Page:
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Transatlantic Take

India Looks forward to the Stability and Familiarity of a Biden Administration

4 min read
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The news of Joe Biden winning the U.S.

The news of Joe Biden winning the U.S. presidential elections has generated much optimism in New Delhi and, given her familial ties to India, Kamala Harris as vice president has attracted an unusual amount of public attention across the country. Even though U.S.-India relations fared quite well under the Trump administration, Prime Minister Modi was quick to send congratulations to the new president-elect. Commentators in India have also shifted tone, welcoming back the “traditional” approach to presidency and a return to stable policy, as opposed to Trump’s erratic approach.

Observers of U.S.-India relations all foresee a continuity in the partnership, with Biden building on the advances in ties achieved under the Trump administration. The trajectory of U.S.-India ties has been steadily improving over the past two decades, even under ideologically different U.S. administrations. Policy circles in New Delhi are already highlighting Biden’s track-record of pro-India policies, both as the head of the Senate Foreign Relations Committee and later as vice president. Biden is not an unknown for Delhi, as Tanvi Madan notes, and many in his cabinet would be known faces for India. Even though he will be constrained by a Republican Senate and face the uphill task of building back the economy in the aftermath of the coronavirus pandemic, Biden’s long foreign policy track record is seen as a net positive, and many hope he will be a “foreign policy” president. The initial signs coming out of the Biden camp—recommitment to U.S. leadership and promise to “heal” partnerships and reinvest in alliances and multilateral institutions—are being received well not only in India but among all partners in the Indo-Pacific.

"In the early days of the presidency, India will look for signs of U.S. commitment to the Indo-Pacific and the Quadrilateral security dialogue, which includes the United States, India, Japan and Australia."

Despite these positive signs, there are still some open questions for India and others in the region. The most important one perhaps is: Where will the Indo-Pacific fit in president-elect Biden’s packed foreign policy agenda? This strategic region, which is home to some of the world’s most dynamic economies and critical trade routes, has also become a battleground for influence with the rise of an assertive and at times aggressive China. Even though the Trump administration’s approach was not always consistent and at times counter-productive, the Indo-Pacific did emerge as a key foreign policy priority for Washington. Many now wonder whether Biden’s priorities of repairing the transatlantic partnership and mending ties with European partners will take precedence over India and others in the Indo-Pacific. In the early days of the presidency, India will look for signs of U.S. commitment to the Indo-Pacific and the Quadrilateral security dialogue (Quad), which includes the United States, India, Japan and Australia. In his calls with the leaders from the region, President-elect Biden has confirmed the U.S. interest in a “stable and prosperous” Indo-Pacific, but it remains what shape the Biden administration will give the policy. Will it center solely around China, or will it focus on strengthening alliances and partnerships in the Indo-Pacific? After the transactional approach of the Trump presidency, the region will welcome a U.S. policy that is clear, consistent, and backs rhetoric with resources and viable alternatives to China on trade, technology, and infrastructure.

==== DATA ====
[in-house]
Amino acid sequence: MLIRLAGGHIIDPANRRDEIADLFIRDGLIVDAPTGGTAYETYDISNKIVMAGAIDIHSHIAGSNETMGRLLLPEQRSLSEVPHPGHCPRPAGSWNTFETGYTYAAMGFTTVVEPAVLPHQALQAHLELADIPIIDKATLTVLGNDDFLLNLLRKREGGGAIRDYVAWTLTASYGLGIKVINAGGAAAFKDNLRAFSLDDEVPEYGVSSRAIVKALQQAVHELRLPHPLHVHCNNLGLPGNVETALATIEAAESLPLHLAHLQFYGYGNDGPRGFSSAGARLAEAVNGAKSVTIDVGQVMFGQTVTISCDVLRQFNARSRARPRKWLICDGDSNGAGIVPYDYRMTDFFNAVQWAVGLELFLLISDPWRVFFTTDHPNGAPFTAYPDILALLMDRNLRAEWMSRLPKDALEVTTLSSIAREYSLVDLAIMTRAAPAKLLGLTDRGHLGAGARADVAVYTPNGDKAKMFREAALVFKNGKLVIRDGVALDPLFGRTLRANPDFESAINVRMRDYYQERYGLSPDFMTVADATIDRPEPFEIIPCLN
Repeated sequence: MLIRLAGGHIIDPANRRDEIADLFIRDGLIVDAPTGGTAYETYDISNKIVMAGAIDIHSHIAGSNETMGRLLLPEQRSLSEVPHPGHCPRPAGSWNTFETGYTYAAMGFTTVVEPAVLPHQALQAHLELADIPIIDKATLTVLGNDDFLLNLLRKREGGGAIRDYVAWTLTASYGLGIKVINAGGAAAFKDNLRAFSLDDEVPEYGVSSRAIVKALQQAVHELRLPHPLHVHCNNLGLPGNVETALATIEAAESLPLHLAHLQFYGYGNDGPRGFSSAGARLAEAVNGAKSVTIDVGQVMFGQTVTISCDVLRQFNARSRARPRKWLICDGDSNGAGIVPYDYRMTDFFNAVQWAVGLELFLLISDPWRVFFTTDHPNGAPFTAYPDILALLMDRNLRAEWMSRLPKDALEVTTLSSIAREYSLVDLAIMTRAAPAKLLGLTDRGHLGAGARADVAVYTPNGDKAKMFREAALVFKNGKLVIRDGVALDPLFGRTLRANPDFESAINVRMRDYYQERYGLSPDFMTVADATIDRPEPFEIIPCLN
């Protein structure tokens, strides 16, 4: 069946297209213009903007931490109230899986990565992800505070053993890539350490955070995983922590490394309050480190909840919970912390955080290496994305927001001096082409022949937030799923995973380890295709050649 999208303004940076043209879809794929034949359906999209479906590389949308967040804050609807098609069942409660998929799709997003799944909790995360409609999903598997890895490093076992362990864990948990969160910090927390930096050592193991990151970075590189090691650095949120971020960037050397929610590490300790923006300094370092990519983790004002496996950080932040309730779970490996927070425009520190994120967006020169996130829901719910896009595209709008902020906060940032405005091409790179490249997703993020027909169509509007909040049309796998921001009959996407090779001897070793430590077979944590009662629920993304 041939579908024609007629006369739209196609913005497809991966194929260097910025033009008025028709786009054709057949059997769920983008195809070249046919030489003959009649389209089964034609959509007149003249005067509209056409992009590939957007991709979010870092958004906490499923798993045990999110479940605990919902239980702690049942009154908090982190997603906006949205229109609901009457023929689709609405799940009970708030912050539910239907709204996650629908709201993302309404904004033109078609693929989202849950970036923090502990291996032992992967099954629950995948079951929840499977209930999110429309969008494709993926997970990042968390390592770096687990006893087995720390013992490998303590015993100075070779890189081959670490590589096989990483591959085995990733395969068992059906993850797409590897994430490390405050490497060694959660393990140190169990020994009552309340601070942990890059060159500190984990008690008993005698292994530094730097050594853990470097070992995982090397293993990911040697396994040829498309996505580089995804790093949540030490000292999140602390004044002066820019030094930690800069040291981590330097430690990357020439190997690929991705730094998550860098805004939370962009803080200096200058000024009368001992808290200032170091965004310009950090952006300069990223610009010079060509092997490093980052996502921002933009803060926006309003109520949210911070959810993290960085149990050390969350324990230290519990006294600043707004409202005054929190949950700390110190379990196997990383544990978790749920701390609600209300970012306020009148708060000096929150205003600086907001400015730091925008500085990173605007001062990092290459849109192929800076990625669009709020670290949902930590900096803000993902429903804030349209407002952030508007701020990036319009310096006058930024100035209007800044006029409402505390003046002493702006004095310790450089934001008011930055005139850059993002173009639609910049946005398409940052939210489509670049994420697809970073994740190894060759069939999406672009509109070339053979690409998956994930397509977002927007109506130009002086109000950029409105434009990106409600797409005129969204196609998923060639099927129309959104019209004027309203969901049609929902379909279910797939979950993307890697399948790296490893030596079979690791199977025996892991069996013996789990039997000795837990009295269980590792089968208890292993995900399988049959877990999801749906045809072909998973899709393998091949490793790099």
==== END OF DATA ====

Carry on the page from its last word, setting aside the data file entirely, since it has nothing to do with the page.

Second, and on a related note, India will also closely watch Biden’s China policy. The military conflict brewing on the India-China border has shifted India’s security and defense priorities and has been a major factor propelling India to seek closer ties with the United States and other partners. While there is a bipartisan consensus in Washington around many China-related challenges, New Delhi will be watching closely for tone or tactic changes. Will climate change emerge as a more important priority than balancing China? Biden will have to walk a fine line between constructive engagement and confrontation. India, like many in the Indo-Pacific, would like to see a United States that works closely with allies and partners in dealing with China-related challenges.

India will also have to do its part in engaging the Biden administration, and as some argue, work even harder than under the Trump administration. India’s increasing protectionism, difficulties in trade negotiation, and backsliding on human rights will certainly be thorny issues. On a positive note, India has the opportunity to broaden the basis of its partnership with Washington beyond defense and security, by engaging on areas which were largely ignored by the Trump administration, including climate change, reforming global institutions, and global pandemic response.

Overall, Biden does have a unique opportunity to engage democracies and like-minded partners in Europe and the Indo-Pacific on the China challenge. With Europeans waking up and becoming increasingly critical of China’s international and domestic policies, and realizing that they have a role to play in the Indo-Pacific, this could be an area where transatlantic and Indo-Pacific priorities converge.

This is part of our series on the policy implications of the 2020 U.S. elections for U.S. allies—you’ll find the rest of the series HERE.